Under its emergency regulatory authority, DOGGR also may issue interim guidance or rules implementing SB 4’s provisions allowing well stimulation from now to finalization of the regulations and permit program. That interim guidance could be issued as soon as next month. The emergency regulations are likely to set out the procedures for interim stimulation and therefore companies anticipating such activities during the regulatory development period should monitor any such emergency regulations closely.
DOGGR will host a series of public meetings on the draft regulations and on the NOP and CEQA process beginning on December 10, 2013. Please see Appendix 2 for details on dates, times and locations. To be added to DOGGR's email mailing list to receive notification of ongoing activities, visit: http://www.conservation.ca.gov/index/Pages/MailingLists.aspx.
For additional milestones that SB 4 establishes, please see: Appendix 3.
We expect numerous states, NGOs and industry to closely watch DOGGR’s implementation of SB 4 to see how California transitions from the prior period when well stimulation was not the subject of intense
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legislative and regulatory focus. Of keen interest is whether this transition would permit development of California’s Monterey Shale in a manner that is economically competitive with the development of oil reserves elsewhere, or whether such government involvement will present hurdles that materially delay economic development of the world’s largest, deep shale-oil play.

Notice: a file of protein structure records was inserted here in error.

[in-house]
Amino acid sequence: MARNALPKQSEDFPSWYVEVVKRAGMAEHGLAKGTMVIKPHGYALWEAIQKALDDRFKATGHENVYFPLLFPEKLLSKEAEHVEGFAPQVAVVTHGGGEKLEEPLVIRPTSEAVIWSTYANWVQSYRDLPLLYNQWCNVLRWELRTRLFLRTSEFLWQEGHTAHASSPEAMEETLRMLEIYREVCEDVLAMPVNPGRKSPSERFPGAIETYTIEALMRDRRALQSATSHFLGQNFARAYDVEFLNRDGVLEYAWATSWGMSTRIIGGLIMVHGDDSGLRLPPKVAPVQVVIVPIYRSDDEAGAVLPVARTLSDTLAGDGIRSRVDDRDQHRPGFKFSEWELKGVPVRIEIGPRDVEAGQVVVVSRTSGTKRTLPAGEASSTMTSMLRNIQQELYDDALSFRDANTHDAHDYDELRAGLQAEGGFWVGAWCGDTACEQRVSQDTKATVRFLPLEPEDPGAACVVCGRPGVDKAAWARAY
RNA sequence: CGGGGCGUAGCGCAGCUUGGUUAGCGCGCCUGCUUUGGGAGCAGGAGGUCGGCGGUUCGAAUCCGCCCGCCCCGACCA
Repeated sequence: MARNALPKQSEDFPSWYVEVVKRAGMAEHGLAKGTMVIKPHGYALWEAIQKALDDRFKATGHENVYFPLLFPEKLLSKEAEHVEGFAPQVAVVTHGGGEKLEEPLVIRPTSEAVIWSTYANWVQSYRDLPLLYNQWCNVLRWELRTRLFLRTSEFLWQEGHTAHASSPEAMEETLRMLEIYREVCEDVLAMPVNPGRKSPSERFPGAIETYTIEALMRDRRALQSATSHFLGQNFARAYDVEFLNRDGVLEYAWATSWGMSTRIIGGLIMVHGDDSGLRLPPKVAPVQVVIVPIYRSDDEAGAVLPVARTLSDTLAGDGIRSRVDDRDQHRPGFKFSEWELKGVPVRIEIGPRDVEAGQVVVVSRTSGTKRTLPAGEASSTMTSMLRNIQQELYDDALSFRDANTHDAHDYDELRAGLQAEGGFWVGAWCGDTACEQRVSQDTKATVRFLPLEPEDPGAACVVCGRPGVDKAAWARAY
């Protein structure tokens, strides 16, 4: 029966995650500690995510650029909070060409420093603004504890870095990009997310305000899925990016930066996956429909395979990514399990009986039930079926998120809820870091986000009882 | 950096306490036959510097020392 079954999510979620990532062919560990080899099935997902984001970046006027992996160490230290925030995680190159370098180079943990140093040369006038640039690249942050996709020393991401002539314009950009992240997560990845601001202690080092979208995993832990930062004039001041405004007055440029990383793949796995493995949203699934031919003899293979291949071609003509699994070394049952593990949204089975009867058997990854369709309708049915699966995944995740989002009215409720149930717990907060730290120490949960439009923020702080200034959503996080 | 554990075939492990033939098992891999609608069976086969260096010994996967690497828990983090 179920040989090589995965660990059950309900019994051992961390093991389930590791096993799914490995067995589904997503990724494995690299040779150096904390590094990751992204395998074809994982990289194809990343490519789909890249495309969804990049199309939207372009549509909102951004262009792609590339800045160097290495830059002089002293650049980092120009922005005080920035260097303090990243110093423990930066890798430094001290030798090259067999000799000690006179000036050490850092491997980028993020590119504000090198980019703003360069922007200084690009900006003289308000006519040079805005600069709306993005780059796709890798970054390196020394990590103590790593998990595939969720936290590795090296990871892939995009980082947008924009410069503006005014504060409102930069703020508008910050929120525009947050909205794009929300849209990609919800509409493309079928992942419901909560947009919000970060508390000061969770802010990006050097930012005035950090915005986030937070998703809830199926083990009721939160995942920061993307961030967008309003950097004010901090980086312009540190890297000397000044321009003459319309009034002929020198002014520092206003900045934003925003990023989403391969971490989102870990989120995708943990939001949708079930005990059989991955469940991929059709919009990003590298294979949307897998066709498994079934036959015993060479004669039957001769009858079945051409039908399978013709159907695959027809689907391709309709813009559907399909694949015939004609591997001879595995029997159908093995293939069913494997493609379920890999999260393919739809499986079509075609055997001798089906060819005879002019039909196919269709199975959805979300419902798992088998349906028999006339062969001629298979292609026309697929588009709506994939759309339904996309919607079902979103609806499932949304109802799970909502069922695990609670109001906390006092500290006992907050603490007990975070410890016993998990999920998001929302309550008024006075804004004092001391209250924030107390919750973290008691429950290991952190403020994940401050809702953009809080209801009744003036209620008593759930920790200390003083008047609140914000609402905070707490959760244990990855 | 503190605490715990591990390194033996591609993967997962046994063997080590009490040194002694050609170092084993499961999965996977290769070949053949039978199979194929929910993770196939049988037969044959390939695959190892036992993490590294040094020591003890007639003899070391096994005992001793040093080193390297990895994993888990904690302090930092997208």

Finally, the months ahead could see additional legislation relating to well-stimulation treatments. SB 4 was advanced as a compromise bill, and parts of it were drafted in haste. Governor Brown acknowledged in his September 20, 2013 signing statement that the “bill needs some clarifying amendments;” he pledged to “work with the author in making those changes next year.” Opponents of hydraulic fracturing may try to use the legislative process to implement additional obstacles for oil-and-gas operations. Stakeholders should be sure to continue to monitor both the legislative and regulatory processes for future impacts to oil-and-gas operations in California.
If you have questions about this Client Alert, please contact one of the authors listed below or the Latham lawyer with whom you normally consult:
Paul N. Singarella
Orange County/ San Francisco
Joel H. Mack
Daniel P. Brunton
Sara K. Orr
Benjamin M. Lawless
The authors would like to thank Robert Denicola for his contribution to this article.